Reading and writing go hand in hand. There are so many topics and prompts that you can use to get kids’ minds going. The end of the year is a great time to give kids one last writing assignment before they go on vacation!
Read Write Think is home to many interactive writing templates. One in particular that is great to use is the Compare & Contrast Map. This template is perfect for writing a comparative essay. Kids will be guided through the styles of three different writings.
They will start off by identifying two things they want to compare or contrast. They will then choose if they want to write a “whole to whole” essay, a “similarities to differences” essay, or a “point to point” essay. Whichever they choose, they will be given information on what to include when writing their essay.
After essays are completed, there is the option of either emailing or sharing it.
This resource is a great one to have, especially for those younger writers who may need extra guidance or help if they haven’t written much before. I think writing an essay, especially so close to summer, is a good exercise to get those creative juices flowing!
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From Theory to Practice
Together, students and teacher use charts and Venn diagrams to brainstorm and organize similarities and differences between two objects. The teacher then models the beginning of the first draft, inviting students to help rephrase, clarify, and revise as the draft is written. Finally, students take what they have learned to complete the draft independently.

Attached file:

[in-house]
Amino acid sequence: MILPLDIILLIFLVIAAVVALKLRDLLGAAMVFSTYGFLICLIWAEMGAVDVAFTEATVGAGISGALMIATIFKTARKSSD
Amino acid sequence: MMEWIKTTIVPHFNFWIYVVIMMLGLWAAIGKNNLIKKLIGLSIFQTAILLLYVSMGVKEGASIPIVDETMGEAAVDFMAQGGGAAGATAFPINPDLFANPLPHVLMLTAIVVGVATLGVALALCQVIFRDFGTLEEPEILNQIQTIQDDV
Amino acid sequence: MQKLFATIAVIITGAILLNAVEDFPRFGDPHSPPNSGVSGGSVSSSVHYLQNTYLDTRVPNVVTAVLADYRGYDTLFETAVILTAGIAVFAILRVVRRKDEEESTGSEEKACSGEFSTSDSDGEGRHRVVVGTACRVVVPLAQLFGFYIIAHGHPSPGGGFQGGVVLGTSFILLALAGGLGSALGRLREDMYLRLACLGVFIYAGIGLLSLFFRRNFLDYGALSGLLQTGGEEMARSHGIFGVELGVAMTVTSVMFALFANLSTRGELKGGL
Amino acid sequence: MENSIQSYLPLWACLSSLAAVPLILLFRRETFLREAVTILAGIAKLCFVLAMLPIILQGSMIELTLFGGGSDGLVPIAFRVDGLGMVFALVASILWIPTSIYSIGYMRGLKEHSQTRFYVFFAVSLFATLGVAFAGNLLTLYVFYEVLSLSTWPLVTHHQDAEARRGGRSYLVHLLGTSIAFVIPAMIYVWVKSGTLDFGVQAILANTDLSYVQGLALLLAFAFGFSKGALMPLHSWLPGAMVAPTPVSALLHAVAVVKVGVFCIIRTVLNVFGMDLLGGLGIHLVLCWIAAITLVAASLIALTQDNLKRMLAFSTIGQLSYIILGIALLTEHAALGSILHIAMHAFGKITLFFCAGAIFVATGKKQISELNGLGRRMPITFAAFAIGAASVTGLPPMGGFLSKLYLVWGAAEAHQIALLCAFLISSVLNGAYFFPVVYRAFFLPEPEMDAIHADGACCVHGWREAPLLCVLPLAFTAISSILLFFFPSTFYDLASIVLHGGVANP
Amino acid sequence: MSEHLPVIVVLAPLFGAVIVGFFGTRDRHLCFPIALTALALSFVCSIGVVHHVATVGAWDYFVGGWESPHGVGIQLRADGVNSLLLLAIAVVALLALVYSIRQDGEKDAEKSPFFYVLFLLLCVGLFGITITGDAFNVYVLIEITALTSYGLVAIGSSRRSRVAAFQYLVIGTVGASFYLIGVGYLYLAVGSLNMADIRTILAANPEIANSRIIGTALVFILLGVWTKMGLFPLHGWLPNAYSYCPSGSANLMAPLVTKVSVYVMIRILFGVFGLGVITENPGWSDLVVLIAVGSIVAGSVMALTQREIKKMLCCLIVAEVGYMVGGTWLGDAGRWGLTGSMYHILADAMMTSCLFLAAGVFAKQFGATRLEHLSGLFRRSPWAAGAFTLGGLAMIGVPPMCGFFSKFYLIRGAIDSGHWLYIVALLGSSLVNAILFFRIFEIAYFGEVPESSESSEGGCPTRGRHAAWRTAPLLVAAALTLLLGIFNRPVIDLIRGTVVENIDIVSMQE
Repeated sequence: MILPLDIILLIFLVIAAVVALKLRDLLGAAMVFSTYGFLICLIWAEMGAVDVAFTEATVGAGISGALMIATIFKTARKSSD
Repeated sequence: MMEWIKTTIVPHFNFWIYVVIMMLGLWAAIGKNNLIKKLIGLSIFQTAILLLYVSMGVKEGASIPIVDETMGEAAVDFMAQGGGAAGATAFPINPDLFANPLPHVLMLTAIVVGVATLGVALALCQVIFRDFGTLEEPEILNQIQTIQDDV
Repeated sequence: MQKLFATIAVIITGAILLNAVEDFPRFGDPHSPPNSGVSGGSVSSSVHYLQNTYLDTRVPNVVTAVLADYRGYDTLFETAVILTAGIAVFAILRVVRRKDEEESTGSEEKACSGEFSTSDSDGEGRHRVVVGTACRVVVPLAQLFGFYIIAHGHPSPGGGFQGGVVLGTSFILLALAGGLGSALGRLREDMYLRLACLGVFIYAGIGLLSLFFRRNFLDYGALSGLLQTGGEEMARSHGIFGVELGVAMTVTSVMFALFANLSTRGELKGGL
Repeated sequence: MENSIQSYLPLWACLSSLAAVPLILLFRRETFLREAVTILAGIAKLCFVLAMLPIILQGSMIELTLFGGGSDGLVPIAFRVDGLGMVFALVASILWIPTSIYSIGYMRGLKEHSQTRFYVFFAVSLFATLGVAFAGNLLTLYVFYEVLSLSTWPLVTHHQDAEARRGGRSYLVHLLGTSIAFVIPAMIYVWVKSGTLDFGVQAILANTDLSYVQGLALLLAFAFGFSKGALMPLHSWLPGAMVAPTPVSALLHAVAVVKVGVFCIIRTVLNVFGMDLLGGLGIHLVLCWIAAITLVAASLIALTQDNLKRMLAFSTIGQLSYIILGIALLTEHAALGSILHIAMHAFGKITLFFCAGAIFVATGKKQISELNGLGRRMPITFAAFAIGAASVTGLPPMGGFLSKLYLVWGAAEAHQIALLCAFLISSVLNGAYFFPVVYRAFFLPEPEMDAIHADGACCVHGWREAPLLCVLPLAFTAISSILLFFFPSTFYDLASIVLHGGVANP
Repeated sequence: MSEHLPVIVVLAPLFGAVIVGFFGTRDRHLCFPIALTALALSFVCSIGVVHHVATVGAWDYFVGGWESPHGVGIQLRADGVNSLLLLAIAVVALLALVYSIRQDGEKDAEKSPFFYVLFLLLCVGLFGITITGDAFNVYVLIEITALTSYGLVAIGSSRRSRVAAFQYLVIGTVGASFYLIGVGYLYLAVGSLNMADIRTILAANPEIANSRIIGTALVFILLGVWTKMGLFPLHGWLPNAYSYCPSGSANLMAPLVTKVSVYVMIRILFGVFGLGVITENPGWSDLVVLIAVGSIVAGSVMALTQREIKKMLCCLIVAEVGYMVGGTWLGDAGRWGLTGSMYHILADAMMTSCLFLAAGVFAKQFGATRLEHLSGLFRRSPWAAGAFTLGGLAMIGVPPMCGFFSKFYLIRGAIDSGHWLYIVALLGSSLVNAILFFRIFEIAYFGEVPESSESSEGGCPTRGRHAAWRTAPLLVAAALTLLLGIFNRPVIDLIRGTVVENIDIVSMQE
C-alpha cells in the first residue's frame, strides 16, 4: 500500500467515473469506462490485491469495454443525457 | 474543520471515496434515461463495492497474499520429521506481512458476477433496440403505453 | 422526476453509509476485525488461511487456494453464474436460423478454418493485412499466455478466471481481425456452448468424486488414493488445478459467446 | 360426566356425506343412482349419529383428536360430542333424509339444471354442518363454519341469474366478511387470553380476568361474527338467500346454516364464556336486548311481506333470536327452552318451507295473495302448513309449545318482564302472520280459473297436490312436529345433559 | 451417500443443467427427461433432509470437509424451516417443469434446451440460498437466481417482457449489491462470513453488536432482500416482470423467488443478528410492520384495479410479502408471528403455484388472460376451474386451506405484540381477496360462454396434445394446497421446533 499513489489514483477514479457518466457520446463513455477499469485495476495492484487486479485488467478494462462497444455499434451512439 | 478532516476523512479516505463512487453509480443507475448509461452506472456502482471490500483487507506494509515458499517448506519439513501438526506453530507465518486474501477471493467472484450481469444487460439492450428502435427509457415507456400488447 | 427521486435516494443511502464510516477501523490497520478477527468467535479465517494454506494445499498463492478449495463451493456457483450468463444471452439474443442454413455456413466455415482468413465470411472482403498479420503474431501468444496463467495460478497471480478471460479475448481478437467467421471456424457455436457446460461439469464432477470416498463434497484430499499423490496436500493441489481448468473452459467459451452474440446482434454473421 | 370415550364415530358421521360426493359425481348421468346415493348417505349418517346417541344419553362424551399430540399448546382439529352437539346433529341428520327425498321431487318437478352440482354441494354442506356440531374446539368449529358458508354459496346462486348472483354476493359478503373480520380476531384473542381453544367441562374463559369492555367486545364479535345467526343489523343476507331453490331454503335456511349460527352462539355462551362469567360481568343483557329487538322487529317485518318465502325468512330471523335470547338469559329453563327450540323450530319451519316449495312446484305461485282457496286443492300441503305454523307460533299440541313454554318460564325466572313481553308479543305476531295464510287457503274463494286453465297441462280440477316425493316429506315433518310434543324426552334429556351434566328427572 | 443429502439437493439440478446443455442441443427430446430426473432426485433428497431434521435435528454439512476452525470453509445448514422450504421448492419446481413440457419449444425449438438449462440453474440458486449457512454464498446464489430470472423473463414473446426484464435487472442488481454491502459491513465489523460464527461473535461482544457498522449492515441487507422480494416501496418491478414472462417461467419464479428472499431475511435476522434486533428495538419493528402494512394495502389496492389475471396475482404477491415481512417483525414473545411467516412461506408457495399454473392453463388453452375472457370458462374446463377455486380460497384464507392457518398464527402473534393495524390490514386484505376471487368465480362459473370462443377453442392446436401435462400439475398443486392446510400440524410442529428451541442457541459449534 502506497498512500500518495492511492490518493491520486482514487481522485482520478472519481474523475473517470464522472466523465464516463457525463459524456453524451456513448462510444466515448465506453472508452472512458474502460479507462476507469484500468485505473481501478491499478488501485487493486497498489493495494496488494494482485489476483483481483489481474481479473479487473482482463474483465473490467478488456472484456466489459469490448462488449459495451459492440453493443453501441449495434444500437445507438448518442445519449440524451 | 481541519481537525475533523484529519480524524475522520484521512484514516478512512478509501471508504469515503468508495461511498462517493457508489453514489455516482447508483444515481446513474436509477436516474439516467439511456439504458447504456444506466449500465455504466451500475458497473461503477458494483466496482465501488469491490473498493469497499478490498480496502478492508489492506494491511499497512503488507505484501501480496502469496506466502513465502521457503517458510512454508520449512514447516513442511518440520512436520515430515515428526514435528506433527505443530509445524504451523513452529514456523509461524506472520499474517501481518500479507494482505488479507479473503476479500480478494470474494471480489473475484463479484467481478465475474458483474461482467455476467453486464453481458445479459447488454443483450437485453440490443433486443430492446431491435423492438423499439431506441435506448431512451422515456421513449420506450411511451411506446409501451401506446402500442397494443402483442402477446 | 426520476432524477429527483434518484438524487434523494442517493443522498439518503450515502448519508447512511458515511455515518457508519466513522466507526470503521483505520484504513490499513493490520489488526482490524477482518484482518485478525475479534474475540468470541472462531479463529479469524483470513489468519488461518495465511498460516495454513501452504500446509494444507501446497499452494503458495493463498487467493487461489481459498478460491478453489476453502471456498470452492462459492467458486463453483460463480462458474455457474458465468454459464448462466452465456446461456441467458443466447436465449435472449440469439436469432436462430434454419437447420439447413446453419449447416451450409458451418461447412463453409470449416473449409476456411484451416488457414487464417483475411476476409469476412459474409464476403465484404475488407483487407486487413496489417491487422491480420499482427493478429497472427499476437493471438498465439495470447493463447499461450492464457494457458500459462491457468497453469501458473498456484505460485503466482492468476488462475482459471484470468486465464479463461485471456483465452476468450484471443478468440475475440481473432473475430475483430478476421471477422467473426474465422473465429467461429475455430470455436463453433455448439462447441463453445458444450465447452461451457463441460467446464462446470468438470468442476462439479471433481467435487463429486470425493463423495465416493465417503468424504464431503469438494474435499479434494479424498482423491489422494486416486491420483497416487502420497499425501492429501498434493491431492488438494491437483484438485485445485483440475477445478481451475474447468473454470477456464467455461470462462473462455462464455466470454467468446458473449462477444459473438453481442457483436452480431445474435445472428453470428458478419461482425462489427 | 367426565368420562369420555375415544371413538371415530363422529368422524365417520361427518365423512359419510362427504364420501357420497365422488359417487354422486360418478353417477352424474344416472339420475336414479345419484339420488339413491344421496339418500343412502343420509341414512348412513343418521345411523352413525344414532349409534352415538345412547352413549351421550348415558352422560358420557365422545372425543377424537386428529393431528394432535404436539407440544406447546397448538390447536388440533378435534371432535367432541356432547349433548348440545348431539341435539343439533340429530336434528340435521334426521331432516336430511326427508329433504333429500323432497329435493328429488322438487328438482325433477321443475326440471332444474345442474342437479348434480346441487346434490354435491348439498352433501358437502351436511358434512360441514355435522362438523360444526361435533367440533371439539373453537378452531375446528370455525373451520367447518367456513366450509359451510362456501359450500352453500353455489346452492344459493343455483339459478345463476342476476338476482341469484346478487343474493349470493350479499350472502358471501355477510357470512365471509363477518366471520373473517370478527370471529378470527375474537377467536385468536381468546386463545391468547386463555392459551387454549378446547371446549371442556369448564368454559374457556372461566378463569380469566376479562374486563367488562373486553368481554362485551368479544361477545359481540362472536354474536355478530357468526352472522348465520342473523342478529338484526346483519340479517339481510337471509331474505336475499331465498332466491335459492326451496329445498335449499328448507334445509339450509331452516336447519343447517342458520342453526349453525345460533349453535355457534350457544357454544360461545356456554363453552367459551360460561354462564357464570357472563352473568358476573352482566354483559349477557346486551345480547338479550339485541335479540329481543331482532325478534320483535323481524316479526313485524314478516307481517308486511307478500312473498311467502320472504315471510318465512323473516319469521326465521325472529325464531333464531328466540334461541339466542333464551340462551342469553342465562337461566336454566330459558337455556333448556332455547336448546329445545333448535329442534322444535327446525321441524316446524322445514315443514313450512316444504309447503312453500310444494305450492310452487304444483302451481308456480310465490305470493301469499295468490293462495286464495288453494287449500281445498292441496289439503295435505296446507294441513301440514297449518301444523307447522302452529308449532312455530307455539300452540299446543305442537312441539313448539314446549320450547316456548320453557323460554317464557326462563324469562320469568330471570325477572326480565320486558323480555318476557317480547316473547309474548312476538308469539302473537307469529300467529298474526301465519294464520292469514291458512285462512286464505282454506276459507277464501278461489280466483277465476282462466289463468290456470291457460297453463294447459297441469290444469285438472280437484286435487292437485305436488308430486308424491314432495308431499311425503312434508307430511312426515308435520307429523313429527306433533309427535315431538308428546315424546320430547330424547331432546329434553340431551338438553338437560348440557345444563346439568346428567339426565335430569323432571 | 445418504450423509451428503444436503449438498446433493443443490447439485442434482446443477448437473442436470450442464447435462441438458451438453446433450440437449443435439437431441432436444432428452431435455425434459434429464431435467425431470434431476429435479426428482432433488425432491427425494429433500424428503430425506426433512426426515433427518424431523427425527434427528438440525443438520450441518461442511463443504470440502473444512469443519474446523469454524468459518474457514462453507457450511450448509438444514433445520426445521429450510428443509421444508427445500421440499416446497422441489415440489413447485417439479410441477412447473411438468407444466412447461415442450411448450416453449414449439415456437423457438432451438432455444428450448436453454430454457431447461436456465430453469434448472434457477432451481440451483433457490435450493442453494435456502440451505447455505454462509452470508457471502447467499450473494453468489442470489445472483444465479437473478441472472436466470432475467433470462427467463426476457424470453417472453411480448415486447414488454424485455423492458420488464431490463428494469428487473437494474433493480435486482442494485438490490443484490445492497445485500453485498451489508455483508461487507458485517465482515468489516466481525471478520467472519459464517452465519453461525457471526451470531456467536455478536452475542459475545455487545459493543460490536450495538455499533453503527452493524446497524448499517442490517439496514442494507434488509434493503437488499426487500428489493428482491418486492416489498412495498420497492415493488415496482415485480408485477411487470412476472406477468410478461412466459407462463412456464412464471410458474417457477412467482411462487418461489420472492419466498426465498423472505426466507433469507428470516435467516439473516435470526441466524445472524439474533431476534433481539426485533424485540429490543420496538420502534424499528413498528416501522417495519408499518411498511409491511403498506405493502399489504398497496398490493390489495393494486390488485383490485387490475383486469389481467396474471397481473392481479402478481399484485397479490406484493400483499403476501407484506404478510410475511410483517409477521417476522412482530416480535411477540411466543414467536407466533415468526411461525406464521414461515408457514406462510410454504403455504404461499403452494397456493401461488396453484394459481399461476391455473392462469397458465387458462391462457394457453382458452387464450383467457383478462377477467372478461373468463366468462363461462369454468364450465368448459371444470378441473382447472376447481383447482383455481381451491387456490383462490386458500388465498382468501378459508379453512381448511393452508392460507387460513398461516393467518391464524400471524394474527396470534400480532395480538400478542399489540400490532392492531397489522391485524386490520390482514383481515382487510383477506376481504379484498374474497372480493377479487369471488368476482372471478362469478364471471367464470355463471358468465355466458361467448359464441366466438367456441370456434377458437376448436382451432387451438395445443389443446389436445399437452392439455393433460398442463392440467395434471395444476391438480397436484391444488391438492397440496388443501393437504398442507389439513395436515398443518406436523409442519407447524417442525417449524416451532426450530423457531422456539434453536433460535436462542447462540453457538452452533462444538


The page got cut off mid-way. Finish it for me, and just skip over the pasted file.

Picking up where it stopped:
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Comparison and Contrast Guide: This student-centered online guide provides a thorough introduction to the compare and contrast essay format, including definitions, transitions, graphic organizers, checklists, and examples.
Venn Diagram: Use this online tool during prewriting to organize ideas for a compare and contrast essay.
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FROM THEORY TO PRACTICE
Rick VanDeWeghe writes of modeling: "teachers show how they go about the processes of reading and writing-drawing students' attention to the ways readers and writers think and the real decisions they make, especially when they themselves are challenged." In her book Conversations, Regie Routman explains why this modeling process is so successful: "It has always been our job to teach directly and explicitly in response to students' needs-carefully demonstrating, specifically showing how, clearly explaining. Whatever we want our students to do well, we first have to show them how. Of all the changes I have made in my teaching, adding explicit demonstration to everything I teach has been the single most important factor in increasing students' literacy" (24).
Further, writing out loud with students gives me an opportunity to show my enjoyment for the writing process. Students see that revision and editing are part of the fun, and that even teachers don't get it correct the first time. As an added bonus, students are frequently more eager to share personal writings with me for feedback once they see this process modeled.
VanDeWeghe, Rick. "Deep Modeling and Authentic Teaching: Challenging Students or Challenging Students?" English Journal 95.4 (March 2006): 84-88
Routman, Regie. 2000. Conversations: Strategies for Teaching, Learning, and Evaluating. Portsmouth, NH: Heinemann.
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